# Generating function for a sum without number repetition

• Nov 17th 2009, 02:42 PM
eei
Generating function for a sum without number repetition
Hi

Just wondering how to get a generating function to tell me the total number of combinations that add up to a particular number as follows.

1. 4 numbers added together that have a total of say 20.
2. The 4 numbers used must all be different and must be contained between say 1 and 30 inclusive.

e.g.

a+b+c+d = 20

1+2+3+14 = 20

cannot have 1+1+2+17 = 20

Not sure how to do this? Any ideas?
• Nov 17th 2009, 05:27 PM
awkward
Quote:

Originally Posted by eei
Hi

Just wondering how to get a generating function to tell me the total number of combinations that add up to a particular number as follows.

1. 4 numbers added together that have a total of say 20.
2. The 4 numbers used must all be different and must be contained between say 1 and 30 inclusive.

e.g.

a+b+c+d = 20

1+2+3+14 = 20

cannot have 1+1+2+17 = 20

Not sure how to do this? Any ideas?

I assume from your examples that the order of the summands is not significant, i.e. 1+2+3+14 is the same as 14+3+2+1.

Consider
$\prod_{j=1}^{30} (1 + u t^j)$

The number of arrangements that add up to 20 with 4 summands is the coefficient of $u^4 t^{20}$ in this function when expanded.

A combinatorist would call these arrangements "partitions into unequal parts with at most 4 parts and with no part greater than 30".
• Nov 18th 2009, 05:59 AM
eei
Not sure if this is exactly what I am looking for....can you confirm..

The conditions are as follows:

1. 4 numbers added together that have a total of say 20 (must be 4 numbers only, 1,2, or 3 will not do).
2. The 4 numbers used must all be different and must be contained between say 1 and 30 inclusive. No repition of numbers in the sum e.g. 1,1,3,15 (NOT ALLOWED).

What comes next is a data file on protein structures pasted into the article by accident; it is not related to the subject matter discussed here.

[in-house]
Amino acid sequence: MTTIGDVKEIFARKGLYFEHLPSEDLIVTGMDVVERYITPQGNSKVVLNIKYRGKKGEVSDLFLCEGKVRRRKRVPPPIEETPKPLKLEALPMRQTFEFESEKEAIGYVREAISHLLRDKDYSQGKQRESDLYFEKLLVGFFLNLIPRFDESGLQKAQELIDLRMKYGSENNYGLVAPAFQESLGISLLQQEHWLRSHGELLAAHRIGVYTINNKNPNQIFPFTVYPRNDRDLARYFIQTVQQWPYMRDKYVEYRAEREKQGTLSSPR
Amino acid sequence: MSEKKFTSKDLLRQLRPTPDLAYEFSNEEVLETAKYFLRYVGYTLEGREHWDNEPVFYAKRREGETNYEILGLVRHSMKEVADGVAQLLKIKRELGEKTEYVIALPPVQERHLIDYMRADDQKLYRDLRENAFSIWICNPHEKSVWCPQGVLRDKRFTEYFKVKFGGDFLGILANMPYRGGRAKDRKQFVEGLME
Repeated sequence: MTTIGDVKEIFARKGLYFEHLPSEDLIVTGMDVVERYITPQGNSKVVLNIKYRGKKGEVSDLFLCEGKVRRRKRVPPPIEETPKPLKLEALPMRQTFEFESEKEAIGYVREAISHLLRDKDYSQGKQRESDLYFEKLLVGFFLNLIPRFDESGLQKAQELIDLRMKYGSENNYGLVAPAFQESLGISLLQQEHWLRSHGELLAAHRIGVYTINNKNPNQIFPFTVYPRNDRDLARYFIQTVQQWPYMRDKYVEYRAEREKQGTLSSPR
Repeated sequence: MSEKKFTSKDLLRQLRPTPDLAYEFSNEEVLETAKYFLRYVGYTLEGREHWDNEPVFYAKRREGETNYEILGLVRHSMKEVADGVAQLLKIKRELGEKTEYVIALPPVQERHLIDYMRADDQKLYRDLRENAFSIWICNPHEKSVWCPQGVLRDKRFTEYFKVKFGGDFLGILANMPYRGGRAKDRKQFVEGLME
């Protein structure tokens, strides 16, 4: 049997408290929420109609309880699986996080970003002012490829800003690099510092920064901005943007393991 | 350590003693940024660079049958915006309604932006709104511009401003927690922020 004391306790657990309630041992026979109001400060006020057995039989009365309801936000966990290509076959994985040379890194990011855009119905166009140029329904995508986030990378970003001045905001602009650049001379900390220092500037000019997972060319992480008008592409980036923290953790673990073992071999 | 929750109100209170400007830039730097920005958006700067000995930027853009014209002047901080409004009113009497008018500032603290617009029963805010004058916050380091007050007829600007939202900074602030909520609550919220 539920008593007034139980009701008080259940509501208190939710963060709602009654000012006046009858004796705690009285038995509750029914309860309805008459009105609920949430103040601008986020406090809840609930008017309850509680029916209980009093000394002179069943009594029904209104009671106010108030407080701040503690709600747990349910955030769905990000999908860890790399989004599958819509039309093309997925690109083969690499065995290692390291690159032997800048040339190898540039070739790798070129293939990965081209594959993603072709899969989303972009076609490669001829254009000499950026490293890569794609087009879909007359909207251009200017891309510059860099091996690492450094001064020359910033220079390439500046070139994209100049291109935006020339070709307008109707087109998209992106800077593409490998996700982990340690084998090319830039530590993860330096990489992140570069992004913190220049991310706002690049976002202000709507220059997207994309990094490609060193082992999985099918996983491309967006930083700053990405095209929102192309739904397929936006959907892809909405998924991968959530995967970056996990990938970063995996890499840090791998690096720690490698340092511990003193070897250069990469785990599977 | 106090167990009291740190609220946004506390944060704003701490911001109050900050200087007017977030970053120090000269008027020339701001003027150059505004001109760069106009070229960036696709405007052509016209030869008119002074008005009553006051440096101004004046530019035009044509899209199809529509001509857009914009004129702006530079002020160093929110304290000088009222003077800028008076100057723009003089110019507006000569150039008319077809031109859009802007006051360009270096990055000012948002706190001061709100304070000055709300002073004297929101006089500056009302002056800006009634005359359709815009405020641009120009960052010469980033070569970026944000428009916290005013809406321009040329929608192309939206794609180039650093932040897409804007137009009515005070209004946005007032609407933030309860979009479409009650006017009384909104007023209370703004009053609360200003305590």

3. Like you say order does not matter.

Actually where does the formula come from, so I can read up...Thanks for all the help. Very much appreciated.
• Nov 18th 2009, 06:28 AM
emakarov
Thanks, very nice idea.

In more detail (by the way, every number of those four does not exceed 14).

Consider this expression: $(1+ut)(1+ut^2)(1+ut^3)\dots(1+ut^{13})(1+ut^{14})$. When you perform actual multiplication, you select either 1 or $ut^j$ from each of the 14 factors and then multiply together what you have chosen, e.g.: $1^4\cdot ut^5\cdot ut^6\cdot 1^2\cdot ut^9\cdot 1^5$. And you use all possible ways to do so, then add all those things together.

Now let's consider the coefficient of $u^4t^{20}$. Since the power of $u$ is just 4, you have to choose $ut^j$ from only 4 factors, and 1 from all the rest. Now, the power of $t$ in each factor is different, so when you select 4 different factors, you will get 4 different numbers that add to the total power of $t$, i.e., 20.
• Nov 18th 2009, 02:29 PM
eei
Shortcut method
Makes sense. Is there a shortcut method to getting the particular value from a expansion? Thanks !!(Nod)
• Nov 18th 2009, 02:47 PM
emakarov
I don't know any shortcuts for this, but since it is clear how to do it, there is limited value of doing it yourself. I would use a computer (ideally programs like Mathematics or Maple).
• Nov 18th 2009, 03:04 PM
awkward
Quote:

Originally Posted by eei
Not sure if this is exactly what I am looking for....can you confirm..

The conditions are as follows:

1. 4 numbers added together that have a total of say 20 (must be 4 numbers only, 1,2, or 3 will not do).
2. The 4 numbers used must all be different and must be contained between say 1 and 30 inclusive. No repition of numbers in the sum e.g. 1,1,3,15 (NOT ALLOWED).
3. Like you say order does not matter.

Actually where does the formula come from, so I can read up...Thanks for all the help. Very much appreciated.

Hi eei,

Emakarov has already done a good job of explaining the generating function. But since you asked for a source, one book is "An Introduction to Combinatorial Analysis" by Riordan. I am sure there are many other sources-- just look for "partitions" in the table of contents or index.
• Nov 19th 2009, 01:55 AM
eei
Thanks
Sure, thanks for all the help, very much appreciated.(Smirk)
• Nov 20th 2009, 08:58 AM
eei
Further Info
Just to let you know I used software called Maxima to expand the expression and works very nicely. Thanks to all.(Hi)